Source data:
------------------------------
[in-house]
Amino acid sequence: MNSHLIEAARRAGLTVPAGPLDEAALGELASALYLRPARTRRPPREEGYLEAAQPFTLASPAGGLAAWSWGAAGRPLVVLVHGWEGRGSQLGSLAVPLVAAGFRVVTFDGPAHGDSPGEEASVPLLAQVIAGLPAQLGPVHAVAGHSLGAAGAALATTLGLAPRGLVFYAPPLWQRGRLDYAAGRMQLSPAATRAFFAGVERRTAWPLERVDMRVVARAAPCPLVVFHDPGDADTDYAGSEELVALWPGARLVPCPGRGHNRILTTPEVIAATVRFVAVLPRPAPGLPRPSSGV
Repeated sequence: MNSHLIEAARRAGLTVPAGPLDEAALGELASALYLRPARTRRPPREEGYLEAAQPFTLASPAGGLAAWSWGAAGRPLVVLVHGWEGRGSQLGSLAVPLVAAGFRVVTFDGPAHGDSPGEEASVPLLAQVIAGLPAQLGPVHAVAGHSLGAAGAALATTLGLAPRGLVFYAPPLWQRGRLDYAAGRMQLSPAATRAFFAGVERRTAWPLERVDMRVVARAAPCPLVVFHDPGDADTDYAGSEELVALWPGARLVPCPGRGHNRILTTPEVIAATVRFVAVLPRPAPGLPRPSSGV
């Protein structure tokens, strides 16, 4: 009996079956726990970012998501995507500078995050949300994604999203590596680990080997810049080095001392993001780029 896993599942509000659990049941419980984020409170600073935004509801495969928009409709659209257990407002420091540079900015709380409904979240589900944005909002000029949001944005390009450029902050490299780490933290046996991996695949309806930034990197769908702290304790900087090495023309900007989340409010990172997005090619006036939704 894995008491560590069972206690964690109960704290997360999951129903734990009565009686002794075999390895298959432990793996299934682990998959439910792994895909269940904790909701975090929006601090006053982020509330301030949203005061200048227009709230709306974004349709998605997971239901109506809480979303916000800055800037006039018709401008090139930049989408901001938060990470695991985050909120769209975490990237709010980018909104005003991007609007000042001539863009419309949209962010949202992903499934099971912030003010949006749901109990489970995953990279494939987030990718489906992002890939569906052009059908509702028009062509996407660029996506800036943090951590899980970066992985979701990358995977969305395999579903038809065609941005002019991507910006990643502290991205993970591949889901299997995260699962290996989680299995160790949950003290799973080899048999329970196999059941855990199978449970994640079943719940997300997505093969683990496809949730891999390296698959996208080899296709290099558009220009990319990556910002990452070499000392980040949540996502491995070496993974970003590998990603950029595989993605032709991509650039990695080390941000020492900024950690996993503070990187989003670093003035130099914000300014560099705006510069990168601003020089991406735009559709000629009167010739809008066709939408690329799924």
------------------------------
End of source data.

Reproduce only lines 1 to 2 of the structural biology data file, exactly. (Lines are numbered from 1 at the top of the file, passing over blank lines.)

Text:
[in-house]
Amino acid sequence: MNSHLIEAARRAGLTVPAGPLDEAALGELASALYLRPARTRRPPREEGYLEAAQPFTLASPAGGLAAWSWGAAGRPLVVLVHGWEGRGSQLGSLAVPLVAAGFRVVTFDGPAHGDSPGEEASVPLLAQVIAGLPAQLGPVHAVAGHSLGAAGAALATTLGLAPRGLVFYAPPLWQRGRLDYAAGRMQLSPAATRAFFAGVERRTAWPLERVDMRVVARAAPCPLVVFHDPGDADTDYAGSEELVALWPGARLVPCPGRGHNRILTTPEVIAATVRFVAVLPRPAPGLPRPSSGV